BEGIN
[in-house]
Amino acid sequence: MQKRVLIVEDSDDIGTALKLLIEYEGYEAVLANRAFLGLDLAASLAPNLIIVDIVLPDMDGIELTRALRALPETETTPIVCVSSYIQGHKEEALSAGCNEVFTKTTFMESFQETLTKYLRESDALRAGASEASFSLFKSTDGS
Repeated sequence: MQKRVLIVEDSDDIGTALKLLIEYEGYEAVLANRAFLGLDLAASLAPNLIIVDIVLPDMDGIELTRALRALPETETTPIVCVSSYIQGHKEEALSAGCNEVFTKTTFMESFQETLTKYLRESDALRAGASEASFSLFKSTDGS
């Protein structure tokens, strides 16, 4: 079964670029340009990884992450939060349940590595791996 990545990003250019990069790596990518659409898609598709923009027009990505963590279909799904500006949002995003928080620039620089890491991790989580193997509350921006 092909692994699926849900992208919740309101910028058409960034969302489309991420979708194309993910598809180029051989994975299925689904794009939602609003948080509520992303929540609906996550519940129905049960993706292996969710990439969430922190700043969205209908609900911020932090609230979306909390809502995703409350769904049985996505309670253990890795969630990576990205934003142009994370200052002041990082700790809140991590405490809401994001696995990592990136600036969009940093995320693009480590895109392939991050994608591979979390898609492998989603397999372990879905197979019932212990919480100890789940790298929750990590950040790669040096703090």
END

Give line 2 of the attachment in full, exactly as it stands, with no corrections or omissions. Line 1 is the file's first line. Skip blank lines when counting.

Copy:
Amino acid sequence: MQKRVLIVEDSDDIGTALKLLIEYEGYEAVLANRAFLGLDLAASLAPNLIIVDIVLPDMDGIELTRALRALPETETTPIVCVSSYIQGHKEEALSAGCNEVFTKTTFMESFQETLTKYLRESDALRAGASEASFSLFKSTDGS